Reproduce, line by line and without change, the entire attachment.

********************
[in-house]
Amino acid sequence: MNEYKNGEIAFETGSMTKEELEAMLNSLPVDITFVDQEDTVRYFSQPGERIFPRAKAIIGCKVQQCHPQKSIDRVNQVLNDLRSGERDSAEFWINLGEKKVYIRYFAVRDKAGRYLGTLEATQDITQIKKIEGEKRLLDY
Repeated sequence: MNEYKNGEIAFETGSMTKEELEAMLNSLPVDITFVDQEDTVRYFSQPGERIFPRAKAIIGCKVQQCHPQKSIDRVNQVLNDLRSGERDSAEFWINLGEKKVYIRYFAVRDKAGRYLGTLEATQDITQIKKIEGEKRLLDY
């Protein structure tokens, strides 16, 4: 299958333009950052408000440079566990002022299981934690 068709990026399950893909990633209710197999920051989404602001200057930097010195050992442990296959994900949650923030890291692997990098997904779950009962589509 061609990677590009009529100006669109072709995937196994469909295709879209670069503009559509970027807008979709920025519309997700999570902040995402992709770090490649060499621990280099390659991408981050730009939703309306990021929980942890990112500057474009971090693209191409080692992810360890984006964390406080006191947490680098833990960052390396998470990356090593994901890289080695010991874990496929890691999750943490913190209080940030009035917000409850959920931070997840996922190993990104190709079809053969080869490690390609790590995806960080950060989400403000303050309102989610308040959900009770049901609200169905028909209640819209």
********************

[in-house]
Amino acid sequence: MNEYKNGEIAFETGSMTKEELEAMLNSLPVDITFVDQEDTVRYFSQPGERIFPRAKAIIGCKVQQCHPQKSIDRVNQVLNDLRSGERDSAEFWINLGEKKVYIRYFAVRDKAGRYLGTLEATQDITQIKKIEGEKRLLDY
Repeated sequence: MNEYKNGEIAFETGSMTKEELEAMLNSLPVDITFVDQEDTVRYFSQPGERIFPRAKAIIGCKVQQCHPQKSIDRVNQVLNDLRSGERDSAEFWINLGEKKVYIRYFAVRDKAGRYLGTLEATQDITQIKKIEGEKRLLDY
């Protein structure tokens, strides 16, 4: 299958333009950052408000440079566990002022299981934690 068709990026399950893909990633209710197999920051989404602001200057930097010195050992442990296959994900949650923030890291692997990098997904779950009962589509 061609990677590009009529100006669109072709995937196994469909295709879209670069503009559509970027807008979709920025519309997700999570902040995402992709770090490649060499621990280099390659991408981050730009939703309306990021929980942890990112500057474009971090693209191409080692992810360890984006964390406080006191947490680098833990960052390396998470990356090593994901890289080695010991874990496929890691999750943490913190209080940030009035917000409850959920931070997840996922190993990104190709079809053969080869490690390609790590995806960080950060989400403000303050309102989610308040959900009770049901609200169905028909209640819209």